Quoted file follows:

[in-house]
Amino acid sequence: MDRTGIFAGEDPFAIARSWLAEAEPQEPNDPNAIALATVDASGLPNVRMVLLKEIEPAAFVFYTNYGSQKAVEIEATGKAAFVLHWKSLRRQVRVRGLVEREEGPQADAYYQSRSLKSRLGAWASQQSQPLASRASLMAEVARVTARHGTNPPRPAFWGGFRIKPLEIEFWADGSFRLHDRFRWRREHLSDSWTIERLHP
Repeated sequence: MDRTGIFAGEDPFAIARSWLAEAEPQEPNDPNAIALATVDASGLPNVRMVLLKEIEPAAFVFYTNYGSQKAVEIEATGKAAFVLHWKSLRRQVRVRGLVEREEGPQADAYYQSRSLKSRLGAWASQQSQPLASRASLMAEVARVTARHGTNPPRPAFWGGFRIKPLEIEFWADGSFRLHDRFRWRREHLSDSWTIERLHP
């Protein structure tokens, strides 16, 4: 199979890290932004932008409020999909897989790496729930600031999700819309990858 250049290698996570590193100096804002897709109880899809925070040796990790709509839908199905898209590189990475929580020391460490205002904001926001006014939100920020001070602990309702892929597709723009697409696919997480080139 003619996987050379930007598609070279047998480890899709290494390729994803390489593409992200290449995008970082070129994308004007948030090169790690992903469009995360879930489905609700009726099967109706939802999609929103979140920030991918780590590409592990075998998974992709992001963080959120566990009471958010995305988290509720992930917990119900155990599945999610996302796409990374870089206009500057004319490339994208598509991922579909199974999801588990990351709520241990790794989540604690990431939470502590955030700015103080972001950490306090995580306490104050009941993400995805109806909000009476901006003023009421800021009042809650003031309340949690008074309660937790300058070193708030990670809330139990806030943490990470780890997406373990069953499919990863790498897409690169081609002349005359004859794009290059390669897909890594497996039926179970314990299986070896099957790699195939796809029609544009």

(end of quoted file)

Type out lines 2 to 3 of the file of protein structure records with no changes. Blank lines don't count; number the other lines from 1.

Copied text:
Amino acid sequence: MDRTGIFAGEDPFAIARSWLAEAEPQEPNDPNAIALATVDASGLPNVRMVLLKEIEPAAFVFYTNYGSQKAVEIEATGKAAFVLHWKSLRRQVRVRGLVEREEGPQADAYYQSRSLKSRLGAWASQQSQPLASRASLMAEVARVTARHGTNPPRPAFWGGFRIKPLEIEFWADGSFRLHDRFRWRREHLSDSWTIERLHP
Repeated sequence: MDRTGIFAGEDPFAIARSWLAEAEPQEPNDPNAIALATVDASGLPNVRMVLLKEIEPAAFVFYTNYGSQKAVEIEATGKAAFVLHWKSLRRQVRVRGLVEREEGPQADAYYQSRSLKSRLGAWASQQSQPLASRASLMAEVARVTARHGTNPPRPAFWGGFRIKPLEIEFWADGSFRLHDRFRWRREHLSDSWTIERLHP